When I initially received my new X1 Carbon I was very excited at the new hardware. More pixels, more lumens, more cores.
After I got over my initial euphoria, I noticed that some things didn’t work, and confirmed such by a very helpful Archwiki page.
Some of the things that didn’t work include ACPI suspend-to-RAM sleep (since corrected in a BIOS update), the the fingerprint sensor (still outstanding), and the WWAN LTE Cat9 card that Lenovo seems so proud about. It has all the LTE channels you could ever want and can achieve speeds of up to 150Mbit. It’s a pity that the Linux drivers are not up to snuff.
It was doubly disappointing because I had gotten used to the always-connected nature of having a WWAN card in my primary machine.
The WWAN card included in USA-bound X1 Carbons is a Fibocom L850-GL. The card itself is primarily comprised of an Intel modem and chipset, which does have support in the Linux kernel (it is used in several Android phones). The reason it is unsupported on Linux is because of the interface they chose to use. Normally WWAN cards electrically use a USB interface, even if they are primarily found in a M.2 form factor inside a laptop.
To support the higher data rate Lenovo decided to use the card’s PCI Express interface. This interface does not have support in the Linux kernel. Although the card itself enumerates (via lspci) as a device on the PCI bus, no driver will bind to it. Hopefully someday someone will boost the Linux support.
In an attempt to get it to work, some enterprising owners even taped over the PCI Express pins on the card so that it would force connection over USB. Unfortunately this reveals another problem: Lenovo’s card whitelist. Lenovo disallows any card that is not in a list embedded in their signed system firmware.
My online research had revealed that some folks had luck using some Sierra Wireless cards that had been used in previous ThinkPad models as well as other Dell laptops.
So I did it. I went on eBay and purchased a Sierra Wireless 7455 LTE WWAN card. I removed the original Fibocom part and put it in. Unfortunately I was greeted with the very same whitelist screen.
I knew from having previous Sierra Wireless devices that when running correctly it produced several serial console devices (/dev/ttyUSB[0-2]). Details in a Reddit post showed which commands I would have to run to make it work. The commands would alter the USB vendor and product IDs and set “fastboot” behavior for the card.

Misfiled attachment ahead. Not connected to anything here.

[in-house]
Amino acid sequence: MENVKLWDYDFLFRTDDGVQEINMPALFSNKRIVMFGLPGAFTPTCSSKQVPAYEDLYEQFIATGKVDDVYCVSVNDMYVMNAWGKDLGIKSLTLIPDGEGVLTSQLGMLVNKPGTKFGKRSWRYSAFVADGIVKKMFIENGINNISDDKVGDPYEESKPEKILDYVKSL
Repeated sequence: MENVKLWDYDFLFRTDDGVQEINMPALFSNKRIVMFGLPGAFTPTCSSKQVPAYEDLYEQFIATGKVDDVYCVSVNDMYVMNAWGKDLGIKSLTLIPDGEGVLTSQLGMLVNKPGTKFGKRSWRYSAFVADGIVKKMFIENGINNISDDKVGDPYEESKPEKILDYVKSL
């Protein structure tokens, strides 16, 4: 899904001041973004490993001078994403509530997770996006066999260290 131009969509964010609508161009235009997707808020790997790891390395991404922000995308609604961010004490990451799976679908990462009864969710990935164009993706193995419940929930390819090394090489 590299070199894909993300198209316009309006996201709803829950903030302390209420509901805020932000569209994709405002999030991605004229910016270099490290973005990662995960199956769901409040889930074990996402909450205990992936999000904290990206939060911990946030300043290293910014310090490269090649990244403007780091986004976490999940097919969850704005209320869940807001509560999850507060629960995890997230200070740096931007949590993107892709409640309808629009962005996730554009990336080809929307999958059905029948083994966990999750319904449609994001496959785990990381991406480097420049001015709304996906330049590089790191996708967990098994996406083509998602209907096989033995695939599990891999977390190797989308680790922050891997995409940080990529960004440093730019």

The trick to bypassing the whitelist protection turned out to be a timeout. The card spend so long booting that the whitelist protection in the laptop’s system firmware times out.
I spent the better part of a jetlagged morning trying to find any device in my house with a M.2 Key B slot. It turns out I had none other than the X1 Carbon discussed in this article. Frustrated, I went back to sleep and had a think.
At some point in my rest I had an epiphany: if the card itself simply interfaces via USB, couldn’t I hotplug it after the laptop had booted?
I immediately got up and gave it a shot: I removed the Fibocom card, booted the laptop, ran
journalctl -xf to see log output, and closed the lid to put it to sleep. Then I took the bottom panel off and slotted in the new Sierra Wireless card, attaching both of the antennas.
I closed it back up and opened my laptop. I watched delightfully as the card enumerated itself and was recognized by my system.
I proceeded to flash the card via instructions that a very helpful person wrote, including links to native Linux binaries! Afterwards I reloaded the card, connected to the card’s serial console, and ran the AT commands from the earlier-mentioned reddit post. This disabled the card’s fastboot from cold system boot (but enabled for a warm-boot), enabled LTE (disabled low-power mode), and set the USB IDs.
I crossed my fingers and rebooted my system. To my relief it Just Worked (TM). My system booted with nary an error and I was soon back in my regular desktop environment. I was able to add the card to NetworkManager, and was online. I did a SpeedTest and found the result to be perfectly sufficient: 60/30Mbit. Not as good as the original Fibocom card, but I’ll take it.
Given that we got this card to work by simply relying on slow card bootup to bypass the whitelist, I wonder if the same can be done with the original Fibocom card. If we simply taped over the PCI-Express pins to force USB, and inserted the card after boot, could we also find a setting to slow boot enumeration so that it would cause the whitelist checking to timeout? Further research is needed.